BookA Garden Bequest – Plants from Japan
This illustrated book accompanies the the exhibition 'A Garden Bequest - Plants from Japan' which celebrates the wealth of plant material introduced to The West from Japan over the last three centuries. The exhibition puts the modern British garden into context through a wonderful array of traditional works of art dating from the 17th century, including porcelain, lacquer, paintings, prints, illustrated books and decorative papers. This handbook contains essays by specialists in the field and a catalogue of the objects of display.
BookJapan in Late Victorian London. The Japanese Village in Knightsbridge and the Mikado, 1885
Sir Hugh Cortazzi, former Ambassador to Japan, explores two fascinating episodes in Anglo-Japanese cultural relations in late Victorian London. The Japanese Native Village in 1885 was a commercial venture that demonstrated Japanese life and crafts to Londoners through the creation of a ‘make believe’ village in Knightsbridge. In the same year, Gilbert and Sullivan’s operetta The Mikado was the first attempt to use Japan as a theme for a British theatrical production.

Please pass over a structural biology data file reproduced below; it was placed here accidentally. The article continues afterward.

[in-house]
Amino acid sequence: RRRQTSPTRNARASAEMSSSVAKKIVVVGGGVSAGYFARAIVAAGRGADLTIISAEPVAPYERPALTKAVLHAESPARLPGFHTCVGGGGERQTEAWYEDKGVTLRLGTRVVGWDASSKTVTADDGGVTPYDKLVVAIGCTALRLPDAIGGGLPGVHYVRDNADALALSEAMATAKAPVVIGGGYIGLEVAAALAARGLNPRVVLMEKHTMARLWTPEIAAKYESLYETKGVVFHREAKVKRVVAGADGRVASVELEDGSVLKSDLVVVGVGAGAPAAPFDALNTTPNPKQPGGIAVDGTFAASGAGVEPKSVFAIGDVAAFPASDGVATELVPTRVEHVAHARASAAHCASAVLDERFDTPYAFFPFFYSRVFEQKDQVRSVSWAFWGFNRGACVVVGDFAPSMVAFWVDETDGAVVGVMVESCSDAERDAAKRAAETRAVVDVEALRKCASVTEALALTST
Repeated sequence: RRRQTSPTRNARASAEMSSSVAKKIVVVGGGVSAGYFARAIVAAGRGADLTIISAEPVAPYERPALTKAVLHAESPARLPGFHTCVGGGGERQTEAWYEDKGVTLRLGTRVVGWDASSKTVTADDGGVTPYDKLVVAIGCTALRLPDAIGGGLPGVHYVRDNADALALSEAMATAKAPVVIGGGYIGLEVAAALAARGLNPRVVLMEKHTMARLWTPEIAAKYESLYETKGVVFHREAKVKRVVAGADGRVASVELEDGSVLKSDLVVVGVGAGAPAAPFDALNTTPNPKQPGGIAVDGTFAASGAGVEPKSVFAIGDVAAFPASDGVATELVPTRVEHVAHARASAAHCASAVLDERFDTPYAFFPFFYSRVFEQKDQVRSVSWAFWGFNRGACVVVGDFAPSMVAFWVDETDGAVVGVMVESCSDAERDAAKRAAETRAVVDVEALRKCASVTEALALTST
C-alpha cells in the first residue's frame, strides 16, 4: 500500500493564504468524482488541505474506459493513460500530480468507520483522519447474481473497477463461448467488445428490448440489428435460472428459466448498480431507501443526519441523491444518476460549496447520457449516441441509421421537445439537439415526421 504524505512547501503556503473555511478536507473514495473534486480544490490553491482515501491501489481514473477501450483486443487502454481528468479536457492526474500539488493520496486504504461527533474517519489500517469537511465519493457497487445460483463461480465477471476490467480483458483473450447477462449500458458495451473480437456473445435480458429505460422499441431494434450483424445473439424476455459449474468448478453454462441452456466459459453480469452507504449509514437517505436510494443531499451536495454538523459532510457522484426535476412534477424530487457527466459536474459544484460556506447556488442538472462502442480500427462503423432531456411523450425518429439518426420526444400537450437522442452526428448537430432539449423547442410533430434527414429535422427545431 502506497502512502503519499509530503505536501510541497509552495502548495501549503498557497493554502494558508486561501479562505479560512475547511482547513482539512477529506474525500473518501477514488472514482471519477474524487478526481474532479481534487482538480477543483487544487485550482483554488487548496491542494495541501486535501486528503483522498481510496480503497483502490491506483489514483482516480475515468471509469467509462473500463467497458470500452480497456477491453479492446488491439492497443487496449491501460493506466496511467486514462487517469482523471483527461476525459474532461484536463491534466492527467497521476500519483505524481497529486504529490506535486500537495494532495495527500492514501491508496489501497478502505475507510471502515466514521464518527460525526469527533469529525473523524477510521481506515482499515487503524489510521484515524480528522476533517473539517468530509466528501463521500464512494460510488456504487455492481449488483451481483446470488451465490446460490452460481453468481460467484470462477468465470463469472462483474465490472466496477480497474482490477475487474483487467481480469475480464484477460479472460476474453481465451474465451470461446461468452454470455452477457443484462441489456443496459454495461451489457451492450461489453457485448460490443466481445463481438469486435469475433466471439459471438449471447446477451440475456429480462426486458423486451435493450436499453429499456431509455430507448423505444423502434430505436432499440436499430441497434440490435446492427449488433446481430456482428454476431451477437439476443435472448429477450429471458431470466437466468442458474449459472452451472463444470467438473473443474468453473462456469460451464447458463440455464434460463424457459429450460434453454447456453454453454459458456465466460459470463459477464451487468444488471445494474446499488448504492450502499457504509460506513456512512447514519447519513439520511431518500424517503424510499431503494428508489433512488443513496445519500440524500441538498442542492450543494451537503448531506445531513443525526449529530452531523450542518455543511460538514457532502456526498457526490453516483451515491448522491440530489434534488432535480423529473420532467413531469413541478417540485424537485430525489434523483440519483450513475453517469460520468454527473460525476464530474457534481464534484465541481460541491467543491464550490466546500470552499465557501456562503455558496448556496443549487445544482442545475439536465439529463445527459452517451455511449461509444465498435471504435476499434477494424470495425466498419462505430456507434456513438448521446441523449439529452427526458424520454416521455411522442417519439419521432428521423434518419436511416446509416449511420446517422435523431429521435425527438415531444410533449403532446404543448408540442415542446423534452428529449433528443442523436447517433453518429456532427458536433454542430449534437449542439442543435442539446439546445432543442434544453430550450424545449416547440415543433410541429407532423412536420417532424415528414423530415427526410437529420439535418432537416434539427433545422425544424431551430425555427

BookA Miscellany of Japanese Sketch Books and Printed Albums (1840-1908)
Sir Hugh Cortazzi, former Ambassador to Japan, introduces fifteen books illustrated by Japanese artists over nearly seventy years. These sketchbooks and albums show the way in which Japanese artists maintained their traditional skills in drawing and colouring during an era in which Japanese society underwent revolutionary changes. They cover a wide range from the depiction of birds and flowers to Japanese customs. The images presented provide an unusual picture of Japanese life and art of the time.
BookImages of Japan 1885-1912: Scenes, Tales and Flowers
In this volume, Sir Hugh Cortazzi provides a compelling introduction to the multiple forms of visual material published in Japan for mostly European and American consumption. His carefully researched books is a much-needed addition to this rich and yet surprisingly under explored field. This book is the fruit of many years of researching, collecting and analysing material published in Western languages on Meiji Japan. He set himself an arduous task as the material covers a range of genres from fairy tales to botanical prints.